Climb into the Buda Hills and look back at the flatlands of Pest and the pollution is obvious: a yellow-gray cloud that blankets the Hungarian capital much of the time.
Indeed, 19 years after the collapse of communism, Budapest's air quality has become a problem again. Pollution exceeded recommended levels 115 days last year, 80 days more than permitted under European Union (EU) guidelines. In late December and early January, the capital experienced one of its most prolonged smog events in a decade.
When communism imploded in 1989, Budapest's air was atrocious. With their two-cycle engines, fleets of Trabant automobiles spewed black clouds of lead-laden exhaust, while city busses and industrial facilities pumped eye-stinging emissions into the air. During the 1990s the air cleared as factories installed pollution controls, leaded gasoline was banned, and newer, cleaner Western cars replaced dirty Soviet ones.
But in recent years, those gains have been reversed as many Hungarians now drive to work from increasingly far-flung suburban areas. Lead and sulfur dioxide have been replaced by dangerous concentrations of tiny exhaust particles.
"We've exchanged [Victorian-era] London-type smog for Los Angles-type smog," laments Janos Zlinszky of the Regional Environmental Center for Central and Eastern Europe. "The nature of our environmental problems is shifting."
Across east-central Europe, a region once blighted by Communist-era pollution, economic development is bringing on a new set of environmental problems and, in some cases, bringing back old ones.
The not-so-blue Danube?
The Danube River, an 1,800-mile waterway that drains half of the European continent, has gotten much cleaner since 1990, when its heavy load of sewage and agricultural runoff helped trigger the ecological collapse of much of the Black Sea. The improvement was due mostly to the end of Communist-era agriculture in Hungary, Romania, and Bulgaria, though new sewage treatment plants helped as well.
As a result, experts say, the Black Sea ecosystem is beginning to show signs of recovery.
"The Black Sea does appear to be experiencing some positive ecological effects from the reduced pollution trends," says Philip Weller, executive secretary of the Vienna-based International Commission for the Protection of the Danube River.
But Mr. Weller is concerned that those gains will soon be lost as the region's economy grows and Romania and Bulgaria move toward more intensive agriculture in the Danube's lower watershed. "If more fertilizers and pesticides are utilized, there will be an increase in pollution in the rivers," he notes. "We're already see the positive trends leveling off."
In Poland, EU membership has brought a flood of truck traffic pouring over its once-quiet eastern borders with Lithuania and Belarus. The government's solution – to build a highway through the Rospuda forest, one of Europe's last wild places – triggered an outcry from environmentalists across the continent. The European Commission has asked the European Court of Justice to block the highway, saying it would destroy primeval forests and wildlife habitat of continental significance.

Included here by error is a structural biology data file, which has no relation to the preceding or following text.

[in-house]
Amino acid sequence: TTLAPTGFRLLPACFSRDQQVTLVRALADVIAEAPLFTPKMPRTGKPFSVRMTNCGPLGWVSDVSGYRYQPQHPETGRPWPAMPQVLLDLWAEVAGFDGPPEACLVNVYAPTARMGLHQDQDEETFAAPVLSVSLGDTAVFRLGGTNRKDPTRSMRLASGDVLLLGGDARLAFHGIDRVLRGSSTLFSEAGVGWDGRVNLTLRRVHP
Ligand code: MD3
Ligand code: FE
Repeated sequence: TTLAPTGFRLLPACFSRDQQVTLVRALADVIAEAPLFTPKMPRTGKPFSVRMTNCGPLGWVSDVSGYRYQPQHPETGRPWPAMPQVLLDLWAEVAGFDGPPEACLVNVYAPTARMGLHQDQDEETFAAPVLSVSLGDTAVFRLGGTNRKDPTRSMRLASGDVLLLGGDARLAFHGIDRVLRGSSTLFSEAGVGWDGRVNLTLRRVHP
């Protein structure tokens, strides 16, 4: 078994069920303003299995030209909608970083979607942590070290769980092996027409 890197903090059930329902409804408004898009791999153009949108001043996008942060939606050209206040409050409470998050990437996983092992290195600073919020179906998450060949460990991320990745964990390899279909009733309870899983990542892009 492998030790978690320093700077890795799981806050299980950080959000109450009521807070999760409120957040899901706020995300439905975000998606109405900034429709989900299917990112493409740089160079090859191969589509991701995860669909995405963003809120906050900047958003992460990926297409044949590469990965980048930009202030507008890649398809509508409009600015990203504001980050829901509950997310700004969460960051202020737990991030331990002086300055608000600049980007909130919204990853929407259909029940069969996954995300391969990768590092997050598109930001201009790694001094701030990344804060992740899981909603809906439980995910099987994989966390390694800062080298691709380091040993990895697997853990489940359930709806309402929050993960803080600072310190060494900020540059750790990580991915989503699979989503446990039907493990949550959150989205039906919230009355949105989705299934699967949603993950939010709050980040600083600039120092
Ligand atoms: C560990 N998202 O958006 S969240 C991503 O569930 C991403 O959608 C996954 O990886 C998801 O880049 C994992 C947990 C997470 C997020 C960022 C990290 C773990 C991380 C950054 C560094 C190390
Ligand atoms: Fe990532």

"Those promoting these big infrastructure projects don't recognize that nature has nowhere else to retreat," says Mr. Zlinszky.
Industry vs. agriculture
Other developments are pitting EU member countries against one another.
Earlier this month, Slovakia abandoned plans to build a coal-fired power plant because of opposition from Hungary, which feared damage to the neighboring Tokaj grape-growing region, a UNESCO World Heritage site. Hungarian President Laszlo Solyom has criticized Austria for failing to stop its tanneries from polluting the Raba, a river shared by both countries.
Budapest's worsening air pollution is due in large part to the advent of American-style suburban housing developments and shopping centers, according to Andras Lukacs, president of the Clean Air Action Group. "Several hundred thousand people have moved out of central Budapest and gone to these new so-called residential parks in what used to be green areas," he says. "Each day they come back to their jobs here, but because public transportation isn't so good out there, they take their cars."
Hungarians now own 3 million passenger cars, nearly twice as many as in 1989, according to government figures. "Traffic is the main air quality problem," says Mr. Lukacs.
Increased natural gas prices are causing trouble, too, prompting cash-strapped homeowners to heat with wood or coal instead. "These fuels are cheaper, but they're much more harmful from the environmental point of view," says Judit Varga of the Ministry of Environment and Water, who says many apartment buildings are now trying to disconnect themselves from Budapest's gas-fired district heating plants.
Lukacs says cleaning up the city's air will require a combination of better land use planning, lower ticket prices for public transportation, and the introduction of congestion tolls and higher parking fees in the city center. "It's about reducing traffic and increasing public transport use," he says.